Pop-punk legends Fall Out Boy released an eclectic new record on Friday! Check out Shane Haley’s track-by-track guide to M A N I A.
- Stay Frosty Royal Milk Tea
For everyone who complains about Fall Out Boy selling out, here’s a cool, fresh take on rock.
“Some princes don’t become kings”
- The Last Of The Real Ones
Jam packed with celestial imagery and a strong beat, I love this love song.
“I wonder if your therapist knows all about me”
- HOLD ME TIGHT OR DON’T
This song has a strong Mexican influence and isn’t one you can just sit still during — You’ll need to be off your feet, dancing and singing along.
“I took too many hits off this memory / I need to come down”
- Wilson (Expensive Mistakes)
Patrick Stump’s voice is angelic in this more melodic track, almost designed specifically for road trips across the midwest with friends.
“There’s nothing more cruel than to be loved by everybody but you”
The harmonies, organ, and bells give this number a dark, melancholy vibe.
“I love the world, but I just don’t love the way it makes me feel”
- Heaven’s Gate
FOB takes a new direction on this track; exploring a slower, more bluesy sound, with a vocal-choir-led bridge.
“I got dreams of my own / But I want to make yours come true”
Another one for older FOB fans, for those who miss the dark and rock Fall Out Boy originally became known for.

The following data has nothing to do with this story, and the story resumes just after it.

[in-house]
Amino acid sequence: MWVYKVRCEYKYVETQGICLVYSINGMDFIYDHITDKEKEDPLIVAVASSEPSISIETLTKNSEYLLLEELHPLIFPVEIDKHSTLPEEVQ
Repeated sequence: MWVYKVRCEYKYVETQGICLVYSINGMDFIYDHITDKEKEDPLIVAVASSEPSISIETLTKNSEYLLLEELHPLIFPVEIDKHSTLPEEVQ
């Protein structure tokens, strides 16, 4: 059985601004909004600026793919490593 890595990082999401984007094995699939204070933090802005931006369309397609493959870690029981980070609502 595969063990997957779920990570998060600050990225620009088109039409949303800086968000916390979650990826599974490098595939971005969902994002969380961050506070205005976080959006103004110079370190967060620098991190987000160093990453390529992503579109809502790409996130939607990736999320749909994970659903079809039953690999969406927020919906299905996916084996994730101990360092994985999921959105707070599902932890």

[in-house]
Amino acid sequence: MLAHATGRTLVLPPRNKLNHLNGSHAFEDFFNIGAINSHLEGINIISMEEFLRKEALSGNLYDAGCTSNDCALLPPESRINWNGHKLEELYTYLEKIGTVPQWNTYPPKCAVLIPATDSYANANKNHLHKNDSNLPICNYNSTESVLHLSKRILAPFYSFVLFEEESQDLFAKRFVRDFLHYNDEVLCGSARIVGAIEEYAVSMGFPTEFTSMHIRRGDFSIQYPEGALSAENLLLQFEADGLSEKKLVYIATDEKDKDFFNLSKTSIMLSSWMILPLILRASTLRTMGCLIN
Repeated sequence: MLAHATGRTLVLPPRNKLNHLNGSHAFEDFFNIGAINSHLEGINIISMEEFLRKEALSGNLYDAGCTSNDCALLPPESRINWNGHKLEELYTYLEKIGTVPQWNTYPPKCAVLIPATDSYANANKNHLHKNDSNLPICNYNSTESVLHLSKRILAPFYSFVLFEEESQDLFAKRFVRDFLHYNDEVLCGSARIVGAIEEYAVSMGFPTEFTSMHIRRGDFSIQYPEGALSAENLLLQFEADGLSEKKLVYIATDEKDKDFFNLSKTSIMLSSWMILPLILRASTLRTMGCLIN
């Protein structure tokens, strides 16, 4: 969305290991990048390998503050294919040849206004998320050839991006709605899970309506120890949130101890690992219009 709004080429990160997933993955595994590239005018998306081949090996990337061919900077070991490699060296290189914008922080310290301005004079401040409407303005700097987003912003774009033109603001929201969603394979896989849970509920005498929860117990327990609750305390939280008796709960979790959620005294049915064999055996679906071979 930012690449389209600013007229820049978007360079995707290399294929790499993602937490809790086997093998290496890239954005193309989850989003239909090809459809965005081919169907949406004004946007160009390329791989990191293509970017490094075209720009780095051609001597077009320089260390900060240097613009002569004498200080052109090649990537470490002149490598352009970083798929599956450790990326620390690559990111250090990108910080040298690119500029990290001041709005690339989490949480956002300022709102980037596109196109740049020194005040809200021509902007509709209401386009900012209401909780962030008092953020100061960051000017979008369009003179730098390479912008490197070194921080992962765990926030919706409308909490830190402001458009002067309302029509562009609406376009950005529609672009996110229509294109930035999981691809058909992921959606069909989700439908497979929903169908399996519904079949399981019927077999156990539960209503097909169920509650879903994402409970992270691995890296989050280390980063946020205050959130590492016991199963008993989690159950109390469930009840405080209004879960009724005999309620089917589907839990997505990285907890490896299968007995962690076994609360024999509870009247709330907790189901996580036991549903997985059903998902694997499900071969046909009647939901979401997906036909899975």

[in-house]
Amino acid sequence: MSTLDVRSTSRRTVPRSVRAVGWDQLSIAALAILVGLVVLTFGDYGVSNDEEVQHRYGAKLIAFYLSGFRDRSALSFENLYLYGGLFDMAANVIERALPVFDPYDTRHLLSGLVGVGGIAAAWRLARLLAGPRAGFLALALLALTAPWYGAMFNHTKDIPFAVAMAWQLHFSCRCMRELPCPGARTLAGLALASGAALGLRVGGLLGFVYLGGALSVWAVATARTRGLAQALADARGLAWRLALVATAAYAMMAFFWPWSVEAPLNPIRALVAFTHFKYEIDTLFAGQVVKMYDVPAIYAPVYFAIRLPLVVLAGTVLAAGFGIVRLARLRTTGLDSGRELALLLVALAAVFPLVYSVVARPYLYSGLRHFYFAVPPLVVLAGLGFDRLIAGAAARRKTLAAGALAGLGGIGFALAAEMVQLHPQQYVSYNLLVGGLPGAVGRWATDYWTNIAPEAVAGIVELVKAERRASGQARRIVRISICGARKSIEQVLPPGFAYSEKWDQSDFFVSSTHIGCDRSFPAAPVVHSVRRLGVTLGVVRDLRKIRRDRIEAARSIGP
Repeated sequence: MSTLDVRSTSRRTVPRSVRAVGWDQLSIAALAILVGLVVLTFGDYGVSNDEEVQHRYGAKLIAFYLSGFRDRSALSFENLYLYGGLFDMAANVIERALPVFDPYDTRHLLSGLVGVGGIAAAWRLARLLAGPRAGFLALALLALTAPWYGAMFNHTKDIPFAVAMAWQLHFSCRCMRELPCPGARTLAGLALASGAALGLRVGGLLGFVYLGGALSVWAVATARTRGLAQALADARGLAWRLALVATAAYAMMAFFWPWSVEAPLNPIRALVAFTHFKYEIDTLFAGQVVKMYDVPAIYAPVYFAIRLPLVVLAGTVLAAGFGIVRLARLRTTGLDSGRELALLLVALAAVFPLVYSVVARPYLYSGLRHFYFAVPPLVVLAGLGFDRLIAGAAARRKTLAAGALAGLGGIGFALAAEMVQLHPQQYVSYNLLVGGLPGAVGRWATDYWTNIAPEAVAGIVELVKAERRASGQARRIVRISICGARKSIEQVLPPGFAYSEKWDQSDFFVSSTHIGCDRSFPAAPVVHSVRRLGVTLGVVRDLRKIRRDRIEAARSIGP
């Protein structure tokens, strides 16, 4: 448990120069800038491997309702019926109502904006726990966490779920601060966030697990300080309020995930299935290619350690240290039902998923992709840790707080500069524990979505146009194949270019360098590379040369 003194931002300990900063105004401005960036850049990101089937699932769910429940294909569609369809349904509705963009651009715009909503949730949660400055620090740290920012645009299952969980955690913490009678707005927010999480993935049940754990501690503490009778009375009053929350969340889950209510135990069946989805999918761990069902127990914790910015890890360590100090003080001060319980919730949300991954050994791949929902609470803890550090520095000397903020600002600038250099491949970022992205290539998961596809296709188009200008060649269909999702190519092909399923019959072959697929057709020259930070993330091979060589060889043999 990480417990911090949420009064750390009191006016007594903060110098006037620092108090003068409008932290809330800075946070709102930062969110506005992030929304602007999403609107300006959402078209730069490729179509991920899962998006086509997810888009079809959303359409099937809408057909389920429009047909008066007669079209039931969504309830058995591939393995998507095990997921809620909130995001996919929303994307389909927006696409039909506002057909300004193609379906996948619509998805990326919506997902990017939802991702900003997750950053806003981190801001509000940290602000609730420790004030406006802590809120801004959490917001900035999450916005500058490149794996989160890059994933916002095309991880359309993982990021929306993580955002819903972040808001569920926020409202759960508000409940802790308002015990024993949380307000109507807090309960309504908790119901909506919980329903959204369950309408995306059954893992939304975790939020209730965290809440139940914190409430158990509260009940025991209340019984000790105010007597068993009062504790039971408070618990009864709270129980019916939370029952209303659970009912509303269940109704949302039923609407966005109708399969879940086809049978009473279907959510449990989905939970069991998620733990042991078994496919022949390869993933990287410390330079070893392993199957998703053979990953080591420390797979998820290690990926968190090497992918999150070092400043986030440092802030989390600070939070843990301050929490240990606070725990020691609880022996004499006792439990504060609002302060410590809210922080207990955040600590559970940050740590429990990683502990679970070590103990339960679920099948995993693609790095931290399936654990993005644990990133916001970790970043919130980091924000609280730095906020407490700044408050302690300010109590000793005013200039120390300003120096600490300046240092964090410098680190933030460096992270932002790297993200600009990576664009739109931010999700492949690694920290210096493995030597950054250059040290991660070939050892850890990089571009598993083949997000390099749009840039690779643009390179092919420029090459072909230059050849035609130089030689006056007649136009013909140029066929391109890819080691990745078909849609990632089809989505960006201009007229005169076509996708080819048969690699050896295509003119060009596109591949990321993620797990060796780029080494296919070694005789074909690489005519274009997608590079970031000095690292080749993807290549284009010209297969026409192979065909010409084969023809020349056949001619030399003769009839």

“I got nothing but dreams inside”
- Sunshine Riptide
A more groovy, reggae song featuring Burna Boy, a Nigerian reggae dancehall singer.
“I fell in love but I didn’t fall down”
- Young and Menace
Filled with pop culture references(e.g. Kanye, Britney Spears), this is definitely Fall Out Boy’s…. Weirdest song yet.
“We were never supposed to make it half this far”
- Bishop’s Knife Trick
I like this track as the last track for the record, it feels like a sum up of all the previous songs, with aspects of all of them present in one, final song.
“The glow of the cities below lead us back / To the places that we never should have left”
Check Out: “The Last Of The Real Ones,” “HOLD ME TIGHT OR DON’T,” “Church”
Review by Shane Haley